Categorized | Korea Abroad, slider, South Korea

The Korea International Cooperation Agency Turns 25

By Jenna Gibson

Twenty five years ago today, South Korea established the Korea International Cooperation Agency (KOICA), officially cementing its unprecedented transition from aid recipient to donor.

It’s a story that Koreans are rightly very proud of – in the 1960s, still reeling from the Korean War, the country’s per capita income was less than $100. It is now more than $25,000.

Part of the story is the famous Miracle on the Han River, which emphasized industrialization and manufacturing, creating an export-oriented economy that propelled Korea into the developed world.

But part of the story was the crucial development assistance provided by the international community in the wake of the war. In today’s dollars, South Korea accepted $44 billion in grants and loans throughout its development process (1945-1999). Korea was officially removed as a recipient of international aid in 2000, and it joined the Organization for Economic Co-operation and Development’s Development Assistance Committee as a donor in 2009.

Established in 1991, KOICA became the face of Korea’s emergence as an aid donor. The organization distributed $10.7 billion in official development assistance from 2001 to 2013. They supported 213 projects in 54 countries around the world in 2015. And after Korea played host to hundreds of Peace Corps volunteers in the 1960s and 70s, KOICA now runs the World Friends Korea program, a Peace Corps-inspired volunteer project that has dispatched more than 10,000 volunteers since its inception in 2009. (If you are interested in hearing more about Korea’s development and aid, click here to listen to our interview with two Peace Corps volunteers who served in post-war South Korea).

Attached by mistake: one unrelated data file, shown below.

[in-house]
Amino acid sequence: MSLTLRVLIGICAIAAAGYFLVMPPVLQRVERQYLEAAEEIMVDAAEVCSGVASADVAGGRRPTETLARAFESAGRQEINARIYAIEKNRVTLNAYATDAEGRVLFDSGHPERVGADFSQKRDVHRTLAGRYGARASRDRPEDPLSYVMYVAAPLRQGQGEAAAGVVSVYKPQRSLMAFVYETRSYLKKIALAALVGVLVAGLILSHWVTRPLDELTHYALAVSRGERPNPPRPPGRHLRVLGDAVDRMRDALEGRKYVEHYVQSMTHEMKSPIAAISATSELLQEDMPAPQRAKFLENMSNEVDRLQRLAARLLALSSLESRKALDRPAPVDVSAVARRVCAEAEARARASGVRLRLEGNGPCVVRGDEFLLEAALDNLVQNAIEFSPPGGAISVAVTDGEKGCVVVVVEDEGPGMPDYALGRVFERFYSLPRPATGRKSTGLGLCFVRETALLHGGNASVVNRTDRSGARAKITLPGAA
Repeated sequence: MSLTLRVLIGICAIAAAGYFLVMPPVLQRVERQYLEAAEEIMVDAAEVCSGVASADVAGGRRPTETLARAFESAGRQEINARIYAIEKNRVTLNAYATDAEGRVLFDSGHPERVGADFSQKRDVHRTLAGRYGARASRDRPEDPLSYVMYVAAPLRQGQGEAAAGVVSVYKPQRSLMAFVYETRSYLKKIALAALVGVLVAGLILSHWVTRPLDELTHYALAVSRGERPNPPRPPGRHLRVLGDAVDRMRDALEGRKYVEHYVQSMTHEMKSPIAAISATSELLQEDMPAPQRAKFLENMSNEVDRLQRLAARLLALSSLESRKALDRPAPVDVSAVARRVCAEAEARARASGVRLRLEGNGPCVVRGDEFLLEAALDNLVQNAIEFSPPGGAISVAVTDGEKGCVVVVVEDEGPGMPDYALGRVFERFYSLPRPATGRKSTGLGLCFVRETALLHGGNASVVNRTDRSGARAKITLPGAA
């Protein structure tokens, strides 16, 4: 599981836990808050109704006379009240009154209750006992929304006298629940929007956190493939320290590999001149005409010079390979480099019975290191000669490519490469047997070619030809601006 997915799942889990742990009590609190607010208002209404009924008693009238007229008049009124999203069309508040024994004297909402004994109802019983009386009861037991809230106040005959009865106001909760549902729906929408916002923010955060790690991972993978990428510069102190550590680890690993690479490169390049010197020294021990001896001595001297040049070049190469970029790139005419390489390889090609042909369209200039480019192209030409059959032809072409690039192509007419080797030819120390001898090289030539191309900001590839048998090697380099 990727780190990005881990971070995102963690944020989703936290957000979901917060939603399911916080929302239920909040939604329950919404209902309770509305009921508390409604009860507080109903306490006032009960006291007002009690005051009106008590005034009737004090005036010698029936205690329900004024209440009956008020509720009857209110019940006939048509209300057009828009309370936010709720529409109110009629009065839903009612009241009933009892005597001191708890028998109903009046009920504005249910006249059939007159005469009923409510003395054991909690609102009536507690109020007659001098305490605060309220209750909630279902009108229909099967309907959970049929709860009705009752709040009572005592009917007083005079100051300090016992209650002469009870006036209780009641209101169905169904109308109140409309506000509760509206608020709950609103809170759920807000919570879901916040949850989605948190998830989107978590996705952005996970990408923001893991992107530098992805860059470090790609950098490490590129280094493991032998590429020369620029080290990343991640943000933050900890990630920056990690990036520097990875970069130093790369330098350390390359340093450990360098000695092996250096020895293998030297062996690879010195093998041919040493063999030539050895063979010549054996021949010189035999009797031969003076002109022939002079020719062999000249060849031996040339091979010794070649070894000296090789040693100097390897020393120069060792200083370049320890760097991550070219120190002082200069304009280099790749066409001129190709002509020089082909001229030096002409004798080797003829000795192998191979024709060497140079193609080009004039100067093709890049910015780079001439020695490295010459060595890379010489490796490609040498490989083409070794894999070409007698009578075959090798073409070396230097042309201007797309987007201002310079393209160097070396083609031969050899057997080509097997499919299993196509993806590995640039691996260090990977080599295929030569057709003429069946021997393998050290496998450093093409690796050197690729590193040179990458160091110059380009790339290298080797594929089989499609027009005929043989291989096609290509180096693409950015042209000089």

Other projects include providing training for policymakers and officials from other countries to learn about Korea’s development successes, as well as provide funding for infrastructure and capacity-building projects. They even have a taekwondo program, in which taekwondo instructors serve as trainers for bodyguards, soldiers and police officers around the world as well as participating in cultural events and showcases. One volunteer, dispatched to Peru in 2008, coached the country’s national team and helped Peru bring home its first international Taekwondo medals.

With the UN’s new Sustainable Development Goals in mind, KOICA has set its sights on improving access to education for girls, fighting infectious diseases, and combatting climate change. “We envision becoming a development cooperation platform that works to initiate a new era of global happiness,” its mission statement reads. It’s a lofty goal, to be sure, but considering how far Korea has come, it may not be out of reach.

Jenna Gibson is the Director of Communications at the Korea Economic Institute of America. The views expressed here are the author’s alone.

Photo from newflower’s photostream on flickr Creative commons.

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